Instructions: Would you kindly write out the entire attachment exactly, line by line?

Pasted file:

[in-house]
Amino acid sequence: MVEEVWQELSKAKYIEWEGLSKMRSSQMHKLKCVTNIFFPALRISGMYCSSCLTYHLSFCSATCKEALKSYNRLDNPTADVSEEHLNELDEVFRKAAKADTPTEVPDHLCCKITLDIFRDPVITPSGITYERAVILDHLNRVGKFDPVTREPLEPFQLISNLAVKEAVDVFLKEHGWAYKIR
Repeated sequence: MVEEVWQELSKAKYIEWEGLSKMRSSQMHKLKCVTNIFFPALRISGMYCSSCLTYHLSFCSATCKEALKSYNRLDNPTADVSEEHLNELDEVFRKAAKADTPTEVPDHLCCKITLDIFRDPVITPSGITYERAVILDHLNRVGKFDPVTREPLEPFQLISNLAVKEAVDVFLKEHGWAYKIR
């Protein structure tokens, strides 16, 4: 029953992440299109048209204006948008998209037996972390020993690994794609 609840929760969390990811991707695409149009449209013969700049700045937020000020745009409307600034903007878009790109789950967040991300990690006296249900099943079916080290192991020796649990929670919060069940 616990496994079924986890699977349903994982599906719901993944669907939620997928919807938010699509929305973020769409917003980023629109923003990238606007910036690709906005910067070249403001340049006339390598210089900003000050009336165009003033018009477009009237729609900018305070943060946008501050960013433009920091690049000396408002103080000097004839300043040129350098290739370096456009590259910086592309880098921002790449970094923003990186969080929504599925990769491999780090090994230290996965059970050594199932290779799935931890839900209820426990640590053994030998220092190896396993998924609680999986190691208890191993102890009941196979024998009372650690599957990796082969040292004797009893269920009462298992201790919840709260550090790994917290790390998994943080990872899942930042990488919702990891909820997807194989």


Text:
[in-house]
Amino acid sequence: MVEEVWQELSKAKYIEWEGLSKMRSSQMHKLKCVTNIFFPALRISGMYCSSCLTYHLSFCSATCKEALKSYNRLDNPTADVSEEHLNELDEVFRKAAKADTPTEVPDHLCCKITLDIFRDPVITPSGITYERAVILDHLNRVGKFDPVTREPLEPFQLISNLAVKEAVDVFLKEHGWAYKIR
Repeated sequence: MVEEVWQELSKAKYIEWEGLSKMRSSQMHKLKCVTNIFFPALRISGMYCSSCLTYHLSFCSATCKEALKSYNRLDNPTADVSEEHLNELDEVFRKAAKADTPTEVPDHLCCKITLDIFRDPVITPSGITYERAVILDHLNRVGKFDPVTREPLEPFQLISNLAVKEAVDVFLKEHGWAYKIR
């Protein structure tokens, strides 16, 4: 029953992440299109048209204006948008998209037996972390020993690994794609 609840929760969390990811991707695409149009449209013969700049700045937020000020745009409307600034903007878009790109789950967040991300990690006296249900099943079916080290192991020796649990929670919060069940 616990496994079924986890699977349903994982599906719901993944669907939620997928919807938010699509929305973020769409917003980023629109923003990238606007910036690709906005910067070249403001340049006339390598210089900003000050009336165009003033018009477009009237729609900018305070943060946008501050960013433009920091690049000396408002103080000097004839300043040129350098290739370096456009590259910086592309880098921002790449970094923003990186969080929504599925990769491999780090090994230290996965059970050594199932290779799935931890839900209820426990640590053994030998220092190896396993998924609680999986190691208890191993102890009941196979024998009372650690599957990796082969040292004797009893269920009462298992201790919840709260550090790994917290790390998994943080990872899942930042990488919702990891909820997807194989």